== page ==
San Francisco street art legend Margaret Kilgallen, AKA Matokie Slaughter, melts my heart. I especially look to her work during weeks where I feel like I’ve been staring into a computer screen just a littttttle too long, obsessively nudging things a pixel this way or that. Master of lettering, Kilgallen saw the value in imperfection. Taking cues from American folk art and hand-painted signage, she painted cheeky wordplays and illustrations on both tiny scales (scraps of wood, boxes) and massive scales (gallery walls, railroad cars) until her death in 2001 at just 33 years old.

- Julie

I like things that are handmade and I like to see people’s hand in the world, anywhere in the world; it doesn’t matter to me where it is. And in my own work, I do everything by hand. I don’t project or use anything mechanical, because even though I do spend a lot of time trying to perfect my line work and my hand, my hand will always be imperfect because it’s human. And I think it’s the part that’s off that’s interesting, that even if I’m doing really big letters and I spend a lot of time going over the line and over the line and trying to make it straight, I’ll never be able to make it straight. From a distance it might look straight, but when you get close up, you can always see the line waver. And I think that’s where the beauty is.

The Awl recently featured an interview with the rising star of satirical street art, Hanksy. While perhaps not as explicitly politically minded as the more well-known street artist - Hanksy claims to simply have fun with his love of Tom Hanks - the parodical Banksy imitator does make an intriguing statement on the commercialized state of street art. 

[The Awl]: If one was trying to explain what Banksy does to someone who knows nothing about street art, one might say something about how he can take an image and put it out of context to make a point—a girl floating freely… on the wall in the West Bank. A masked prostester hurling…. a bouquet of flowers. Are you out-Banksying Banksy?

Hanksy: Like gently taking the piss out of his work?

[The Awl]: A bit, yeah.

Hanksy: I guess I am subverting the subversive. It’s a bit of everything really. Celebrating his work while also softly pointing out how mainstream and accepted street art has become to the general public. But not everything in life is meant to be taken so seriously.

As Banksy has become a celebrity (albeit faceless) unto himself, Hanksy playfully turns this commercialization on its head. And while the satirist is certainly a fan of Banksy, he plans to steer clear of the loaded commentary the street artist has become synonymous for.

Still, is this ever entirely possible? Art ultimately takes on whatever meaning each member of its audience personally holds it to, and graffiti art - public by its very nature - seems incapable of meaninglessness, calling out from the urban walls of one’s every day experience. It exists upon the structures of what came before it; it becomes as accessible (and entertaining) as the very pop culture it often satirizes, a novelty of the medium which may, occasionally, take away from the very message it seeks to convey.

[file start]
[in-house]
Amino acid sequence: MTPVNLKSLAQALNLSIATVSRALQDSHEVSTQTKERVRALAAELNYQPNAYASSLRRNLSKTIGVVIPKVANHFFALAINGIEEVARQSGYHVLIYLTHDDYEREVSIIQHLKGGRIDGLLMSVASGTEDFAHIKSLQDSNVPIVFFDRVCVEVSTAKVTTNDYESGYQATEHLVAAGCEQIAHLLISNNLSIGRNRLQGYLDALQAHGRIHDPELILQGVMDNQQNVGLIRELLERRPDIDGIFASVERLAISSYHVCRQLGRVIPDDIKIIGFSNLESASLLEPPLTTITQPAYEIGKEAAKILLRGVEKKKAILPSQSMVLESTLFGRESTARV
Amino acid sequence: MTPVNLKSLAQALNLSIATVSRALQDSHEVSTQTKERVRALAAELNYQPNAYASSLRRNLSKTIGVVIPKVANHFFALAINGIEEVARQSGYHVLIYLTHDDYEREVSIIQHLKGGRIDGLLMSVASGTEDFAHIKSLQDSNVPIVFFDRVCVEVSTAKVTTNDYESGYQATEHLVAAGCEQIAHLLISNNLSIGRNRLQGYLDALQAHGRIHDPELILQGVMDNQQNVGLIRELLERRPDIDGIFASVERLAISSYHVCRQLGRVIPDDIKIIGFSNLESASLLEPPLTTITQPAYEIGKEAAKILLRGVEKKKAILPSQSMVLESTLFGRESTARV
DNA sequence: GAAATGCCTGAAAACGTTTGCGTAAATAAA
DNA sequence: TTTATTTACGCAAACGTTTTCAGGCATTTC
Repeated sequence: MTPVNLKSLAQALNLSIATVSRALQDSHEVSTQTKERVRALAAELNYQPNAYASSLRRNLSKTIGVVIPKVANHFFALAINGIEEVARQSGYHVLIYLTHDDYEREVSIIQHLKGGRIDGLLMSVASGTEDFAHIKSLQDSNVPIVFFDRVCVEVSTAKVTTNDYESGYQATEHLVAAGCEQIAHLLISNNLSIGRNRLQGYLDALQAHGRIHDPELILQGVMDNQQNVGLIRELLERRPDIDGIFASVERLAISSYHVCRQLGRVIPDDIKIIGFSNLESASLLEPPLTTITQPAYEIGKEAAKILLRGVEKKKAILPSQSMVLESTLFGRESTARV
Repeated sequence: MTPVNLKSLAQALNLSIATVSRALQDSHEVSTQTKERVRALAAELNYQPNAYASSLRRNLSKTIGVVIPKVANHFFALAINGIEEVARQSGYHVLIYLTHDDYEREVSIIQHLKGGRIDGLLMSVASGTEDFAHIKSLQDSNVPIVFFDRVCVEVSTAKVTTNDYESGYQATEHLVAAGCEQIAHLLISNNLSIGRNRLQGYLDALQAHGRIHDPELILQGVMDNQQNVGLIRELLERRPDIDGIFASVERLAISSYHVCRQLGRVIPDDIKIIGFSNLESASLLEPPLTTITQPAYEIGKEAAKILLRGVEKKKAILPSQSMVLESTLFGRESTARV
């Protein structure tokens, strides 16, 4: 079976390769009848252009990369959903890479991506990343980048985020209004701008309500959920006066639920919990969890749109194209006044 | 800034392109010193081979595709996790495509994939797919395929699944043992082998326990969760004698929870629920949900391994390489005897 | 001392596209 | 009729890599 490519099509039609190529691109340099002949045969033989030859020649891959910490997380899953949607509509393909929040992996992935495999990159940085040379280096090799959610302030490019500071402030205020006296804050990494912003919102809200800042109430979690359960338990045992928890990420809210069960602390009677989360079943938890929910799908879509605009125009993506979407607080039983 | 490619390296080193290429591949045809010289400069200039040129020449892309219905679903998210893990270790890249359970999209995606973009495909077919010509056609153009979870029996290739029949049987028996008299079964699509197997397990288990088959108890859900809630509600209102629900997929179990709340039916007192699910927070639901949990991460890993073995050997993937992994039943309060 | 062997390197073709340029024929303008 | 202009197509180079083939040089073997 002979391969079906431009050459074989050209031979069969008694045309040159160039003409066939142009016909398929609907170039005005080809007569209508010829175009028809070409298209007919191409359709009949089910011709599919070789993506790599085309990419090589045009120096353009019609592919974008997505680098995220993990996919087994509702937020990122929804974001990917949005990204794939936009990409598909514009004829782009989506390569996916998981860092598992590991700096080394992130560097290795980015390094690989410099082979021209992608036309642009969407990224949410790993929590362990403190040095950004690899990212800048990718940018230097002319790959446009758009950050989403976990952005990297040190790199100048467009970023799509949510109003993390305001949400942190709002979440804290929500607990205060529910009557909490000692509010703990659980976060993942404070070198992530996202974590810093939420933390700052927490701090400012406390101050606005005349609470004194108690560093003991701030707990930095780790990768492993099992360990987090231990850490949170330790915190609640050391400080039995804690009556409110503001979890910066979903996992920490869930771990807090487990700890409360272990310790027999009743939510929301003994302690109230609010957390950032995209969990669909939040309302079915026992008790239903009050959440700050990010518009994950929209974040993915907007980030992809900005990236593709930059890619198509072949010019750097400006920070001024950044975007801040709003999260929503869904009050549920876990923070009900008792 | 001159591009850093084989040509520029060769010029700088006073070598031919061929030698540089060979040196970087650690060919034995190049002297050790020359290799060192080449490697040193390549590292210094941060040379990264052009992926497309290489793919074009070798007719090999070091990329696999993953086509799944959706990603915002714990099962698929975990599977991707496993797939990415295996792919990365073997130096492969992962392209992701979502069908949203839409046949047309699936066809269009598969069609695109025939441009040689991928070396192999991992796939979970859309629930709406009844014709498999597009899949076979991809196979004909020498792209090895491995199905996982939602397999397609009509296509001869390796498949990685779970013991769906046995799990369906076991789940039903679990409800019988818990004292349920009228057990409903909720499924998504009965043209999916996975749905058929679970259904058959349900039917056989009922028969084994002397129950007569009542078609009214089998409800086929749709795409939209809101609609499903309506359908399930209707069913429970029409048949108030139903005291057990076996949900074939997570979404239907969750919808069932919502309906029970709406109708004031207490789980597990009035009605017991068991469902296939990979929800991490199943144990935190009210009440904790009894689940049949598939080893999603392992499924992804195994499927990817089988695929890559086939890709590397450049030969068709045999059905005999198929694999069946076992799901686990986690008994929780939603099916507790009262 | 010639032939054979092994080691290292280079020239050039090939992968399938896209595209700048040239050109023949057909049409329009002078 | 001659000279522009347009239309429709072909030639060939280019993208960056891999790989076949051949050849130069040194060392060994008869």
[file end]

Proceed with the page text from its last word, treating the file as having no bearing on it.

Ultimately, Hanksy’s pop Banksy spin-offs provide an interesting commentary on Banksy’s inevitable celebrity. It reminds me of the aftermath of Banksy’s (brilliant) Simpsons intro, as NPR’s Linda Holmes lamented, “Has this bit led to more discussion of outsourcing and sweatshops, or more discussion of ‘The Simpsons and Banksy?”

- Maggie

London based art duo 3D Joe and Max have teamed up with Reebok CrossFit to create the world’s biggest 3D street artwork to date. Set on London’s Canary Warf, the piece measures nearly 9,601 square feet and stretches 350 feet long, its anamorphic art encouraging those passing by to work out and try the CrossFit movements on a teetering 3D precipice. Created in under seven days, Joe and Max now officially hold two Guinness World Records. Really, really amazing work. 


- Maggie

This year’s Art & Design Issue of Block Club focused on the reuse of old objects and the revitalizing power of art. Artist Patti Harris was quoted, saying, “I feel like this old stuff needs to be brought back, or that it needs to be remembered, or utilized, or shown that it is quite beautiful. Or that you can make it beautiful.”

Indeed, the same notion applies to the power of public art - the reclaiming of the monochrome urban landscape as something more reflective of the vivid undercurrent and heartbeat of city life. 

Here Comes the Neighborhood is a wonderful short-form docuseries that explores the power of public art. This installment focuses on the Wynwood Wall of Miami, following the key players of this outdoor street museum project.

It would be truly amazing to see a similar effort unfold across Buffalo’s urban canvas - lush with fantastic old warehouses and grain elevators. Buffalo News arts writer Colin Dabkowski explored the public art of Buffalo last year, lamenting the government’s slight of the vibrant artistic community that thrives in our city. Perhaps Buffalo, in time, can too see a successful public reclaiming and reuse of its urban landscape - have you checked out Omaha lately?

- Maggie